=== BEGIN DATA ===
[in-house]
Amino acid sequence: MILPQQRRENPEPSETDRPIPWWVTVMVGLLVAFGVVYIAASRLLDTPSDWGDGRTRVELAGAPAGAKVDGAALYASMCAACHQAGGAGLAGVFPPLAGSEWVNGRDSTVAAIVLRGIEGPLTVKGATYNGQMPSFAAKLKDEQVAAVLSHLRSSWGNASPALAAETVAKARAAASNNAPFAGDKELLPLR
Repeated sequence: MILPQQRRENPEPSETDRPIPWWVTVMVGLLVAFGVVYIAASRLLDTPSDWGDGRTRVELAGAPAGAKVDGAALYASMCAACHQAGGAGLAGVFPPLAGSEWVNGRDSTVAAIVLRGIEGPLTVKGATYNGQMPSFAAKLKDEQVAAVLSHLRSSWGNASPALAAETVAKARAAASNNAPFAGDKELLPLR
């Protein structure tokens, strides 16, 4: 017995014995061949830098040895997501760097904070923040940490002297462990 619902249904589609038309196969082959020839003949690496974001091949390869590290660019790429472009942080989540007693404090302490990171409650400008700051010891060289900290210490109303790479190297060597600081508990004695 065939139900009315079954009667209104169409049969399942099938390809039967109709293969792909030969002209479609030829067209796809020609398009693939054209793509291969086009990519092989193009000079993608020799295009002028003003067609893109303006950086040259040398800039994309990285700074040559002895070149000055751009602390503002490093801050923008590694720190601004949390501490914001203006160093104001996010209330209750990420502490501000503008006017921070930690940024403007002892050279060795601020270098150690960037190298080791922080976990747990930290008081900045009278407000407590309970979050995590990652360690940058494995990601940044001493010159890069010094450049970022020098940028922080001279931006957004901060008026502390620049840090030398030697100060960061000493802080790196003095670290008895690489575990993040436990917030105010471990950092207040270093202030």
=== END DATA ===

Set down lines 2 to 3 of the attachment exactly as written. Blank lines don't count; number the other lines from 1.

Amino acid sequence: MILPQQRRENPEPSETDRPIPWWVTVMVGLLVAFGVVYIAASRLLDTPSDWGDGRTRVELAGAPAGAKVDGAALYASMCAACHQAGGAGLAGVFPPLAGSEWVNGRDSTVAAIVLRGIEGPLTVKGATYNGQMPSFAAKLKDEQVAAVLSHLRSSWGNASPALAAETVAKARAAASNNAPFAGDKELLPLR
Repeated sequence: MILPQQRRENPEPSETDRPIPWWVTVMVGLLVAFGVVYIAASRLLDTPSDWGDGRTRVELAGAPAGAKVDGAALYASMCAACHQAGGAGLAGVFPPLAGSEWVNGRDSTVAAIVLRGIEGPLTVKGATYNGQMPSFAAKLKDEQVAAVLSHLRSSWGNASPALAAETVAKARAAASNNAPFAGDKELLPLR